About 10 years ago I ate a rabbit and black olive pie at a now defunct Greek restaurant called Omega in Sydney. I was reminded of it recently when eating in a different Greek restaurant that had the same thing on the menu. Is this a real Greek dish? I tried to find a recipe on the internet but an exhaustive search (i.e. the first page of Google) yielded nothing. So I tried to recreate it. The result was different but still delicious. Please accept my apologies if I have inadvertently insulted a culinary artefact of the Greek culture by my amateur reproduction.
1 rabbit (about 1.2kg), jointed into 8 pieces (ask your butcher to do this if you like)
Some plain flour, seasoned with salt and pepper, and 1tbsp unseasoned
2 tbsp olive oil
1 large carrot, finely chopped
2 rashers unsmoked streaky bacon
1 onion, finely chopped
1 stick of celery, finely chopped
75mL white wine vinegar
150mL white wine
1L chicken stock
2 bay leaves
A small handful of kalamata olives, pitted and finely sliced
1tbsp fresh oregano, roughly chopped
70g butter, chilled and cut into small cubes
70g lard, chilled and cut into small cubes
280g plain flour
Salt and pepper
1 egg, beaten
Pat the rabbit pieces dry and coat then in the seasoned flour. Heat 1tbsp each of butter and olive oil in a frying pan over medium to high heat. Brown the rabbit pieces in batches and set aside – they should sizzle but not burn. Do not crowd the pan. Deglaze the pan with the vinegar – it should bubble furiously. When reduced by about half, add the wine and reduce by half. Strain this liquid and set it aside.
Heat a tablespoon of olive oil in a casserole over medium to high heat. Fry the bacon and onion for 5 minutes, stirring occasionally. Add the celery and carrot and cook for another 5 minutes or so, stirring occasionally.
Nestle the rabbit pieces amongst the vegetables, and add the deglazing liquid and the stock. If you are using commercial concentrated stock or stock cubes I suggest making it up with more water than the packet directions say – you will be reducing it later on and you don’t want it to end up too salty. Or you could omit stock altogether and just use water. Add the bay leaves. Bring to the boil, reduce the heat to a bear simmer. Cover, leaving the lid slightly ajar, and simmer until the leg meat is tender – about 1.5-2 hours.
Meanwhile make the pastry. Combine the flour, butter, lard, and a pinch of salt in a food processor until the mixture resembles breadcrumbs. Tip into a bowl. Gradually add up to about 3-4 tablespoons of ice cold water whilst mixing with your other hand, until the mixture comes into a ball. Be patient. You will not believe the mixture will come into a ball, but it will, and you will regret adding too much water once it does. Shape into a fat disc, wrap in cling film and chill for at least half an hour. Do not skip this step. It makes the pastry easier to roll.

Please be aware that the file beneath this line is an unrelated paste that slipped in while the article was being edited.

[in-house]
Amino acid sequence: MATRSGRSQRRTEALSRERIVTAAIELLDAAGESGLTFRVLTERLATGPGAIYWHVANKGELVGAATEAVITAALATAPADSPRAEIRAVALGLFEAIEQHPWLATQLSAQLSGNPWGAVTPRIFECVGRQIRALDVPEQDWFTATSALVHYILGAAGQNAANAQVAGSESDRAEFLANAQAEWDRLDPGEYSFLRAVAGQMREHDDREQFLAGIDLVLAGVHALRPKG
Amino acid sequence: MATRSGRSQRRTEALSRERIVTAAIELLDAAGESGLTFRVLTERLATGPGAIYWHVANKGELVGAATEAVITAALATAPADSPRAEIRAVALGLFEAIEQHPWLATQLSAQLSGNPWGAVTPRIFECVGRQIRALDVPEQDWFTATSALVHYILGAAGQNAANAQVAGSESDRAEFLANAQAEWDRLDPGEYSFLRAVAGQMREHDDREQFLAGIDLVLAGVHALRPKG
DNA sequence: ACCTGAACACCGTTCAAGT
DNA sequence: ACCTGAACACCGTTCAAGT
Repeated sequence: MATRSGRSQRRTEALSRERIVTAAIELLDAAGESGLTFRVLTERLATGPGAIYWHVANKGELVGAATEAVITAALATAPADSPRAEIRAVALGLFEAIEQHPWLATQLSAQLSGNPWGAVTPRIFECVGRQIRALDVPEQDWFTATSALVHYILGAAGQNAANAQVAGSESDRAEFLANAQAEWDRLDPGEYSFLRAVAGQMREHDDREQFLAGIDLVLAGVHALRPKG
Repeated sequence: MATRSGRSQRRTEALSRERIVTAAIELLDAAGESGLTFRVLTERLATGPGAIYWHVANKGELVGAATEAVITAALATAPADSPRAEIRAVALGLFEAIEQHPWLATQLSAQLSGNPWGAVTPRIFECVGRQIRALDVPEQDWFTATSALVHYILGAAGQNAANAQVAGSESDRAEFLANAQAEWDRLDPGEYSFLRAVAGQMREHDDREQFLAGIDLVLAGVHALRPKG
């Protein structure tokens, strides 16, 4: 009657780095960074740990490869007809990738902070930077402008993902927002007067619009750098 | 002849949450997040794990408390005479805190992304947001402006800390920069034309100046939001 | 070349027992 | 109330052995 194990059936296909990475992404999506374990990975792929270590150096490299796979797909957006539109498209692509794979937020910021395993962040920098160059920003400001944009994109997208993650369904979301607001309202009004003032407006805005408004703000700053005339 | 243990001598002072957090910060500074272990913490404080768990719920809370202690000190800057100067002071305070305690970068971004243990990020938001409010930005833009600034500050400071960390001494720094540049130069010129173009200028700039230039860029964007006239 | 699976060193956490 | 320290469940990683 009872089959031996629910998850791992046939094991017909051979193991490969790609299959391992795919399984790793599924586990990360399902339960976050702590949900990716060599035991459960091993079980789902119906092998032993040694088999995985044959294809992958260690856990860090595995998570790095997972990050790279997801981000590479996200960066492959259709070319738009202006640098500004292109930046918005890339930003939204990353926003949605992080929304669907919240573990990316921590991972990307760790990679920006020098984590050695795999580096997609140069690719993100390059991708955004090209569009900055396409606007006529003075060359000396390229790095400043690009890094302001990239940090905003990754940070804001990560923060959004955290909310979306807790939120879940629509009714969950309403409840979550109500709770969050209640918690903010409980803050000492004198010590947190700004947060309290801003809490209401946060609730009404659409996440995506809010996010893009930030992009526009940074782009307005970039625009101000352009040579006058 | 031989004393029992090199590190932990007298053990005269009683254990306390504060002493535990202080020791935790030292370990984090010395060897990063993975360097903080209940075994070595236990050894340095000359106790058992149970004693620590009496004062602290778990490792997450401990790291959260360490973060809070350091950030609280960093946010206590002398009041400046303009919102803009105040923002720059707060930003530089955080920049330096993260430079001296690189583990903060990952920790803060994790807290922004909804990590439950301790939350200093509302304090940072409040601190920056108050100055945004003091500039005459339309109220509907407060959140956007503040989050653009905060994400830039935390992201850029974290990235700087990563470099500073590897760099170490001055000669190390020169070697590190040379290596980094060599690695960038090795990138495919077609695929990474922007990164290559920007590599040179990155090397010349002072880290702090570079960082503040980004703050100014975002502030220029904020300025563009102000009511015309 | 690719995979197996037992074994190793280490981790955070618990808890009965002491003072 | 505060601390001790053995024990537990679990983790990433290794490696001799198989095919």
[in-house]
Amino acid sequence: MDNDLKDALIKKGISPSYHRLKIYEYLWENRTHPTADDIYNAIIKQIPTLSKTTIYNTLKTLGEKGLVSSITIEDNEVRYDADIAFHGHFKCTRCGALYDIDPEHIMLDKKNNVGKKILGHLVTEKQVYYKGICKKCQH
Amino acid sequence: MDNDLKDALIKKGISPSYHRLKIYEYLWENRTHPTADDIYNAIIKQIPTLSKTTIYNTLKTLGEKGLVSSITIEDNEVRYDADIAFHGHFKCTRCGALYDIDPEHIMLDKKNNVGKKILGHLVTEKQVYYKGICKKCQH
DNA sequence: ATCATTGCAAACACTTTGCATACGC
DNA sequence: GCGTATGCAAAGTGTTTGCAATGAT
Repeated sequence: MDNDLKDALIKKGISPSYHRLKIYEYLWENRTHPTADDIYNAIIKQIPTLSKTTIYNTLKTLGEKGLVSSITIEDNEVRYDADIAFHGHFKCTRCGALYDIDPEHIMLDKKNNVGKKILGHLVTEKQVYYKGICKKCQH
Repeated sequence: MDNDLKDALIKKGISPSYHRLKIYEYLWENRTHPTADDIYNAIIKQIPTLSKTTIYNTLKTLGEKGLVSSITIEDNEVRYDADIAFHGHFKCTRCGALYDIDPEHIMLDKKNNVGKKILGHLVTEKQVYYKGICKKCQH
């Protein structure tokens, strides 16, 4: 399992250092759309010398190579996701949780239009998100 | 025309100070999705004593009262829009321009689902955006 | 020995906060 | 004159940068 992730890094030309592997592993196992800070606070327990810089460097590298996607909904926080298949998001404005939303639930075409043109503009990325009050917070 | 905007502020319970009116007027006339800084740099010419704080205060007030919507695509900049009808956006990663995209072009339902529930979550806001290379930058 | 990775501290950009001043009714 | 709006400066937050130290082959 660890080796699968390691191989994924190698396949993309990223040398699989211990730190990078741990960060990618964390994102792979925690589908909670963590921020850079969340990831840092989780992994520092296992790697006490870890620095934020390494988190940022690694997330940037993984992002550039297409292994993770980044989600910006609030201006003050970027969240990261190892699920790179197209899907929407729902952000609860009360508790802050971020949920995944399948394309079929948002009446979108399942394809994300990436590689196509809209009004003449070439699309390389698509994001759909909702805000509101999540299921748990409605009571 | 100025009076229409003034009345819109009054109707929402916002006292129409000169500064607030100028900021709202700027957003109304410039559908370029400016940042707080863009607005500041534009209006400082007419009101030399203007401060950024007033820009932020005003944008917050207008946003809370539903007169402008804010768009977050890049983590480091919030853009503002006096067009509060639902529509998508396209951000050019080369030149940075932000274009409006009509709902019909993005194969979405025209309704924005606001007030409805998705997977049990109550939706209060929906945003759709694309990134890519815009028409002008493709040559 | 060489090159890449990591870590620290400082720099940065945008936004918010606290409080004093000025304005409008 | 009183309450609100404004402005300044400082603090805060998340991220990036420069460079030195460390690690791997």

When the rabbit is tender, remove the rabbit pieces and put to one side. Strain the cooking liquid into a jug. Allow the fat to rise to the top and any “bits” to settle at the bottom. Skim off the fat and strain again into a clean pan, leaving behind the bits. Boil hard until reduced to about 500mLskimming any scum that rises as you go along. In a separate pan make a roux by melting a tablespoon of butter, adding a tablespoon of plain flour, and cooking for a couple of minutes, stirring frequently. Pour over the reduced cooking juices and stir until it thickens, making a good gravy.
When the meat is cool enough to handle, using your hands, take the rabbit meat off the bone and shred. Rabbit is absolutely full of bones so be careful (a) to get into all the nooks and crannies to get the meat out and (b) to make sure no bits of bone get into the flaked meat Mix in the olives, oregano and thyme. Chill until you are ready to assemble the pie.
Grease a 22cm pie dish (or round cake tin). Cut off ¼ of the pastry and put to one side. Roll out the remainder into a circle and line the pie dish. Put the pie filling into the pastry. Pour over enough gravy to come almost to the top of the meat (keep any left and serve with the pie). Roll out the smaller piece of pastry into a lid and lay over the top. Press down on the edge to seal the pastry and trim off any excess. Cut a few air holes in the lid and, if you wish, decorate with the spare pastry. Glaze with beaten egg.
Bake for 45 minutes at 200C (conventional) or 180C (fan). Rest for 10 mins before serving. I like serving skordalia as an accompaniment. The pie is also excellent cold, eaten with mustard or chutney (as I am doing now).